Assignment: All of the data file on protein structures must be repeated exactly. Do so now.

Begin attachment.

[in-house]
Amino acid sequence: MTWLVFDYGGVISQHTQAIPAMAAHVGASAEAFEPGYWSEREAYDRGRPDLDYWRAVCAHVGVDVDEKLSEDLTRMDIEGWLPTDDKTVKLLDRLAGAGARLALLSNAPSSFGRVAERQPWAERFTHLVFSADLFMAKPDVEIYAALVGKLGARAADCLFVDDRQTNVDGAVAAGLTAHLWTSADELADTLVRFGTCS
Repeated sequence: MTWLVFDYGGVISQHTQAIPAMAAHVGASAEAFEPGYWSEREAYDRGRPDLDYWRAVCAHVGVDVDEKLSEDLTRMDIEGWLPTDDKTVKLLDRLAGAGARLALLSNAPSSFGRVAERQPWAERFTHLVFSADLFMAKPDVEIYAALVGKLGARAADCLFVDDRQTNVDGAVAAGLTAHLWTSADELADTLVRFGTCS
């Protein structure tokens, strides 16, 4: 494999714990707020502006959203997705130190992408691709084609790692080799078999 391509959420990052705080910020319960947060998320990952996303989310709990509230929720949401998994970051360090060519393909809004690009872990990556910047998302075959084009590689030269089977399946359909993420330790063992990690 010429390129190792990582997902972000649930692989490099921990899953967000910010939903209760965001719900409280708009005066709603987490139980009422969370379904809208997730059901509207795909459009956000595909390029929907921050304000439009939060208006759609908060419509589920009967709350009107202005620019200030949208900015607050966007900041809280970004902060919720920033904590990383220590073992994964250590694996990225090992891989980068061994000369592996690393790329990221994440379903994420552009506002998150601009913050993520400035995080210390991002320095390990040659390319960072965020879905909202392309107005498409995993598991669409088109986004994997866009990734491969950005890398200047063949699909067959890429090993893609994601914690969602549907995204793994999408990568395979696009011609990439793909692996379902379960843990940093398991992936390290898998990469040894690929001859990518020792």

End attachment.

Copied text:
[in-house]
Amino acid sequence: MTWLVFDYGGVISQHTQAIPAMAAHVGASAEAFEPGYWSEREAYDRGRPDLDYWRAVCAHVGVDVDEKLSEDLTRMDIEGWLPTDDKTVKLLDRLAGAGARLALLSNAPSSFGRVAERQPWAERFTHLVFSADLFMAKPDVEIYAALVGKLGARAADCLFVDDRQTNVDGAVAAGLTAHLWTSADELADTLVRFGTCS
Repeated sequence: MTWLVFDYGGVISQHTQAIPAMAAHVGASAEAFEPGYWSEREAYDRGRPDLDYWRAVCAHVGVDVDEKLSEDLTRMDIEGWLPTDDKTVKLLDRLAGAGARLALLSNAPSSFGRVAERQPWAERFTHLVFSADLFMAKPDVEIYAALVGKLGARAADCLFVDDRQTNVDGAVAAGLTAHLWTSADELADTLVRFGTCS
């Protein structure tokens, strides 16, 4: 494999714990707020502006959203997705130190992408691709084609790692080799078999 391509959420990052705080910020319960947060998320990952996303989310709990509230929720949401998994970051360090060519393909809004690009872990990556910047998302075959084009590689030269089977399946359909993420330790063992990690 010429390129190792990582997902972000649930692989490099921990899953967000910010939903209760965001719900409280708009005066709603987490139980009422969370379904809208997730059901509207795909459009956000595909390029929907921050304000439009939060208006759609908060419509589920009967709350009107202005620019200030949208900015607050966007900041809280970004902060919720920033904590990383220590073992994964250590694996990225090992891989980068061994000369592996690393790329990221994440379903994420552009506002998150601009913050993520400035995080210390991002320095390990040659390319960072965020879905909202392309107005498409995993598991669409088109986004994997866009990734491969950005890398200047063949699909067959890429090993893609994601914690969602549907995204793994999408990568395979696009011609990439793909692996379902379960843990940093398991992936390290898998990469040894690929001859990518020792």